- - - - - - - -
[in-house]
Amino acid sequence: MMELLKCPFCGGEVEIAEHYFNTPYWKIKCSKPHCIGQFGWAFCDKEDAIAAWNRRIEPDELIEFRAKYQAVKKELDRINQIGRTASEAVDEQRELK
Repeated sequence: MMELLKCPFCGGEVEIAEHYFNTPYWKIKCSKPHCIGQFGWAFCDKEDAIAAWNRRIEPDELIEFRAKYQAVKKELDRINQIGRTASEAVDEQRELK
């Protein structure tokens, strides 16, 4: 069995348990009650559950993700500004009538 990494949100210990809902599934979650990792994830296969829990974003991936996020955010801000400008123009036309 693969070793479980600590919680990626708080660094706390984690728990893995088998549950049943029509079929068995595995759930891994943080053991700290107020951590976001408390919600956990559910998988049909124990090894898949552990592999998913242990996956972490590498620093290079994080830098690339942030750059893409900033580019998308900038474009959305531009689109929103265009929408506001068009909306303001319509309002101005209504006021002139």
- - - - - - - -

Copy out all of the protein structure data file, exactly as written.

[in-house]
Amino acid sequence: MMELLKCPFCGGEVEIAEHYFNTPYWKIKCSKPHCIGQFGWAFCDKEDAIAAWNRRIEPDELIEFRAKYQAVKKELDRINQIGRTASEAVDEQRELK
Repeated sequence: MMELLKCPFCGGEVEIAEHYFNTPYWKIKCSKPHCIGQFGWAFCDKEDAIAAWNRRIEPDELIEFRAKYQAVKKELDRINQIGRTASEAVDEQRELK
């Protein structure tokens, strides 16, 4: 069995348990009650559950993700500004009538 990494949100210990809902599934979650990792994830296969829990974003991936996020955010801000400008123009036309 693969070793479980600590919680990626708080660094706390984690728990893995088998549950049943029509079929068995595995759930891994943080053991700290107020951590976001408390919600956990559910998988049909124990090894898949552990592999998913242990996956972490590498620093290079994080830098690339942030750059893409900033580019998308900038474009959305531009689109929103265009929408506001068009909306303001319509309002101005209504006021002139």